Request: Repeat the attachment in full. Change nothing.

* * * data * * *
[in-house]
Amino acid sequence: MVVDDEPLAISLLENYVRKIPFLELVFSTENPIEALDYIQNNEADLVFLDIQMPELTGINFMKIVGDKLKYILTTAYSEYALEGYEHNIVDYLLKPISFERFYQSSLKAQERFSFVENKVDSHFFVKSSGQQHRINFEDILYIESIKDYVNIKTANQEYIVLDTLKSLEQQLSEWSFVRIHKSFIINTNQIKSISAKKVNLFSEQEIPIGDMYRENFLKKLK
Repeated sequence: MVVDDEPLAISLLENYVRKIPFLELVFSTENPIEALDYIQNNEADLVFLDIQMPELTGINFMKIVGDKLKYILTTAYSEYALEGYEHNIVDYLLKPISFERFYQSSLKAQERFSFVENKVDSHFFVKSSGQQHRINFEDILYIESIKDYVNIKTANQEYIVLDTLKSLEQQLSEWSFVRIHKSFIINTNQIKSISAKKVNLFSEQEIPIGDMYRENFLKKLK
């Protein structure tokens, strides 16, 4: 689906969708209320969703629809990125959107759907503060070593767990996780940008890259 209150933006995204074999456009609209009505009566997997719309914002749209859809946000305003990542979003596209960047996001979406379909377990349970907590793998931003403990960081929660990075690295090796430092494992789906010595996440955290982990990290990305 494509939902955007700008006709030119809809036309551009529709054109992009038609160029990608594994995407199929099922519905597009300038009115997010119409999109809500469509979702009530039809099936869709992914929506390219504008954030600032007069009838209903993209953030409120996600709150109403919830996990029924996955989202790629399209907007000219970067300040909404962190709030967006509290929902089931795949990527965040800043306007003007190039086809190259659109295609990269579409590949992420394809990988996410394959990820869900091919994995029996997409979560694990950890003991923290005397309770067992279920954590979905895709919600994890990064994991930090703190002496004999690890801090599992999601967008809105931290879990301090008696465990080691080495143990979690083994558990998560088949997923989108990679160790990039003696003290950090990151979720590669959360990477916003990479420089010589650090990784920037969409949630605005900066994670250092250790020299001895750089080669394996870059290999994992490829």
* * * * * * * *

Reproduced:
[in-house]
Amino acid sequence: MVVDDEPLAISLLENYVRKIPFLELVFSTENPIEALDYIQNNEADLVFLDIQMPELTGINFMKIVGDKLKYILTTAYSEYALEGYEHNIVDYLLKPISFERFYQSSLKAQERFSFVENKVDSHFFVKSSGQQHRINFEDILYIESIKDYVNIKTANQEYIVLDTLKSLEQQLSEWSFVRIHKSFIINTNQIKSISAKKVNLFSEQEIPIGDMYRENFLKKLK
Repeated sequence: MVVDDEPLAISLLENYVRKIPFLELVFSTENPIEALDYIQNNEADLVFLDIQMPELTGINFMKIVGDKLKYILTTAYSEYALEGYEHNIVDYLLKPISFERFYQSSLKAQERFSFVENKVDSHFFVKSSGQQHRINFEDILYIESIKDYVNIKTANQEYIVLDTLKSLEQQLSEWSFVRIHKSFIINTNQIKSISAKKVNLFSEQEIPIGDMYRENFLKKLK
């Protein structure tokens, strides 16, 4: 689906969708209320969703629809990125959107759907503060070593767990996780940008890259 209150933006995204074999456009609209009505009566997997719309914002749209859809946000305003990542979003596209960047996001979406379909377990349970907590793998931003403990960081929660990075690295090796430092494992789906010595996440955290982990990290990305 494509939902955007700008006709030119809809036309551009529709054109992009038609160029990608594994995407199929099922519905597009300038009115997010119409999109809500469509979702009530039809099936869709992914929506390219504008954030600032007069009838209903993209953030409120996600709150109403919830996990029924996955989202790629399209907007000219970067300040909404962190709030967006509290929902089931795949990527965040800043306007003007190039086809190259659109295609990269579409590949992420394809990988996410394959990820869900091919994995029996997409979560694990950890003991923290005397309770067992279920954590979905895709919600994890990064994991930090703190002496004999690890801090599992999601967008809105931290879990301090008696465990080691080495143990979690083994558990998560088949997923989108990679160790990039003696003290950090990151979720590669959360990477916003990479420089010589650090990784920037969409949630605005900066994670250092250790020299001895750089080669394996870059290999994992490829």